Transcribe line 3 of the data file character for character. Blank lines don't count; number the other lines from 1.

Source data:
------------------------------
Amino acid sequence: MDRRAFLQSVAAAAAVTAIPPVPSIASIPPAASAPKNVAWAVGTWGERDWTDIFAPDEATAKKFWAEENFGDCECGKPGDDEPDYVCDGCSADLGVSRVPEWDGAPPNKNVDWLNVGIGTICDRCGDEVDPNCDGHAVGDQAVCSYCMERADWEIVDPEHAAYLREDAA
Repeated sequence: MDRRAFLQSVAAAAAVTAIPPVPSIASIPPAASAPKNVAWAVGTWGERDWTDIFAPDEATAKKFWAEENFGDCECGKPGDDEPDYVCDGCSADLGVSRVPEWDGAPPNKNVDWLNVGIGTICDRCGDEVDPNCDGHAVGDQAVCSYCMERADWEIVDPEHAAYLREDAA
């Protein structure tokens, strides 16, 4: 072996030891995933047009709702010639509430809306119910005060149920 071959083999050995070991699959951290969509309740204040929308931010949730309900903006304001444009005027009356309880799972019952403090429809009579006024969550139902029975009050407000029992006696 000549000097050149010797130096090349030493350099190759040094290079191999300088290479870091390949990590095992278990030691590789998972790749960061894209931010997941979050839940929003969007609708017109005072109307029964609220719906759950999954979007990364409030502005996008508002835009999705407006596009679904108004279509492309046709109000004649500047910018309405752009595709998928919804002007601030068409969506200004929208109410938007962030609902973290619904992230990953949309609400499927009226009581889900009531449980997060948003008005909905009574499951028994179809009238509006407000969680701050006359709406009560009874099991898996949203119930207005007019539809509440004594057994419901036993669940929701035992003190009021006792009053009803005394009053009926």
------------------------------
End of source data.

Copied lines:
């Protein structure tokens, strides 16, 4: 072996030891995933047009709702010639509430809306119910005060149920 071959083999050995070991699959951290969509309740204040929308931010949730309900903006304001444009005027009356309880799972019952403090429809009579006024969550139902029975009050407000029992006696 000549000097050149010797130096090349030493350099190759040094290079191999300088290479870091390949990590095992278990030691590789998972790749960061894209931010997941979050839940929003969007609708017109005072109307029964609220719906759950999954979007990364409030502005996008508002835009999705407006596009679904108004279509492309046709109000004649500047910018309405752009595709998928919804002007601030068409969506200004929208109410938007962030609902973290619904992230990953949309609400499927009226009581889900009531449980997060948003008005909905009574499951028994179809009238509006407000969680701050006359709406009560009874099991898996949203119930207005007019539809509440004594057994419901036993669940929701035992003190009021006792009053009803005394009053009926």